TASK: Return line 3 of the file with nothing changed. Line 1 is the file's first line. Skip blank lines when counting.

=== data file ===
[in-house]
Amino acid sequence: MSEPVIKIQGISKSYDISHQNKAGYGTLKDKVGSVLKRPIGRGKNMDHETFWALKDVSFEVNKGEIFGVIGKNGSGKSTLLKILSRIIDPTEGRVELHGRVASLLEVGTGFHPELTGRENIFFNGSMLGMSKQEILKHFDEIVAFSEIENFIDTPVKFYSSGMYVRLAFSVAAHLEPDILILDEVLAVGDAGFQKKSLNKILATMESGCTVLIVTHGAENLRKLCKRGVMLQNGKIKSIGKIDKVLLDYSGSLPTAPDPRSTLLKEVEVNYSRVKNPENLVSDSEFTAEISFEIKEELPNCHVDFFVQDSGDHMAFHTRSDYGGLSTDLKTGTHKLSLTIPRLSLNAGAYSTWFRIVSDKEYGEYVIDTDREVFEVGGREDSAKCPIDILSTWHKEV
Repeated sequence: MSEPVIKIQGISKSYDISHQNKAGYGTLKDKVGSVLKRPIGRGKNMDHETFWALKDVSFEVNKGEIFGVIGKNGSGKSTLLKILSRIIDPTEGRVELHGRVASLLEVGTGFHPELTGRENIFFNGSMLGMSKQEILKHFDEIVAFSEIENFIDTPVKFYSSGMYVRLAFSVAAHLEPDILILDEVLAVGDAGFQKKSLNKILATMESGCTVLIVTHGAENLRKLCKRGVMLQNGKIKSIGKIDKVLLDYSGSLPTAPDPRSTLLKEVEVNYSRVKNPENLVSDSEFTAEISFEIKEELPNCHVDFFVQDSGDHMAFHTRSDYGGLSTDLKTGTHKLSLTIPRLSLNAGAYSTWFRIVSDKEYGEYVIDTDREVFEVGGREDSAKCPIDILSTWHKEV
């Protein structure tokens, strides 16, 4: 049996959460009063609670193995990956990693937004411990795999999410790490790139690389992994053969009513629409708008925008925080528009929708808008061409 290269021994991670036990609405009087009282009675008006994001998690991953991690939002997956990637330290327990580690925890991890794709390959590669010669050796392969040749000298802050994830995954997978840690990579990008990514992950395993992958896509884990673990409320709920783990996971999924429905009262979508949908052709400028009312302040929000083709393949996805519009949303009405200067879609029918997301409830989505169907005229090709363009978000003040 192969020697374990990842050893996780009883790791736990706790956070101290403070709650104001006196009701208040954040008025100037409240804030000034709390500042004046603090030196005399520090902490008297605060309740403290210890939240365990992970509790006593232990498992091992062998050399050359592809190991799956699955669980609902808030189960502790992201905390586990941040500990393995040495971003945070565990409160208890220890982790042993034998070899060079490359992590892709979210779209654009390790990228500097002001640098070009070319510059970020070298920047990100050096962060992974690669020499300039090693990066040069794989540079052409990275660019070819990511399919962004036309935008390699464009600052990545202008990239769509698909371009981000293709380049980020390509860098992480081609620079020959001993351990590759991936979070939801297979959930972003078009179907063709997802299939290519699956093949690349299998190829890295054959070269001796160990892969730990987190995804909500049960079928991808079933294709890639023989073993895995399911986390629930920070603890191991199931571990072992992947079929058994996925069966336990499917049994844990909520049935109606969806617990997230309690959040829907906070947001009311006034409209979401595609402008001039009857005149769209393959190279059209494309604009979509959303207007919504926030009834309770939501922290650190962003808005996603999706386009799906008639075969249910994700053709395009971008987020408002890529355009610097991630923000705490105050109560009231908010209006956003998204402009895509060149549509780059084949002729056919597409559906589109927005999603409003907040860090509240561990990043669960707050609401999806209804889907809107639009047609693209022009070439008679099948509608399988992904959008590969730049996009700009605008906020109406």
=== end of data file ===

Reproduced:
Repeated sequence: MSEPVIKIQGISKSYDISHQNKAGYGTLKDKVGSVLKRPIGRGKNMDHETFWALKDVSFEVNKGEIFGVIGKNGSGKSTLLKILSRIIDPTEGRVELHGRVASLLEVGTGFHPELTGRENIFFNGSMLGMSKQEILKHFDEIVAFSEIENFIDTPVKFYSSGMYVRLAFSVAAHLEPDILILDEVLAVGDAGFQKKSLNKILATMESGCTVLIVTHGAENLRKLCKRGVMLQNGKIKSIGKIDKVLLDYSGSLPTAPDPRSTLLKEVEVNYSRVKNPENLVSDSEFTAEISFEIKEELPNCHVDFFVQDSGDHMAFHTRSDYGGLSTDLKTGTHKLSLTIPRLSLNAGAYSTWFRIVSDKEYGEYVIDTDREVFEVGGREDSAKCPIDILSTWHKEV